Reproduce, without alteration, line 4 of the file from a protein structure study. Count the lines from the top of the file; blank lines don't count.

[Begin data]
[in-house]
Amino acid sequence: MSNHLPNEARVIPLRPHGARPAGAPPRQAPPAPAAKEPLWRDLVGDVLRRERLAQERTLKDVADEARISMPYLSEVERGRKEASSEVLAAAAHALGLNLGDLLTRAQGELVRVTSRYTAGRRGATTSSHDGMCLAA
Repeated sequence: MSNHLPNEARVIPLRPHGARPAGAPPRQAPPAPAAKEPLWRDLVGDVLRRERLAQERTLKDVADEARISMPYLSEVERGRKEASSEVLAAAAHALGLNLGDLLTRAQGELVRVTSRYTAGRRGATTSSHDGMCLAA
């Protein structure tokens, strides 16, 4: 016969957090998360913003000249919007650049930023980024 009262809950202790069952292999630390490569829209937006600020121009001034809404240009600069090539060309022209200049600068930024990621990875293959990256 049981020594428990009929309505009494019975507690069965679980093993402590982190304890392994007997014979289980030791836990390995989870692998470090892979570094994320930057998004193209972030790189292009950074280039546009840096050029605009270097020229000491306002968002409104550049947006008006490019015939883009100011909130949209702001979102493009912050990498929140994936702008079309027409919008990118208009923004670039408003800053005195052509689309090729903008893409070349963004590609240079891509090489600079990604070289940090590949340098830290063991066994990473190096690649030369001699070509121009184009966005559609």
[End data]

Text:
């Protein structure tokens, strides 16, 4: 016969957090998360913003000249919007650049930023980024 009262809950202790069952292999630390490569829209937006600020121009001034809404240009600069090539060309022209200049600068930024990621990875293959990256 049981020594428990009929309505009494019975507690069965679980093993402590982190304890392994007997014979289980030791836990390995989870692998470090892979570094994320930057998004193209972030790189292009950074280039546009840096050029605009270097020229000491306002968002409104550049947006008006490019015939883009100011909130949209702001979102493009912050990498929140994936702008079309027409919008990118208009923004670039408003800053005195052509689309090729903008893409070349963004590609240079891509090489600079990604070289940090590949340098830290063991066994990473190096690649030369001699070509121009184009966005559609």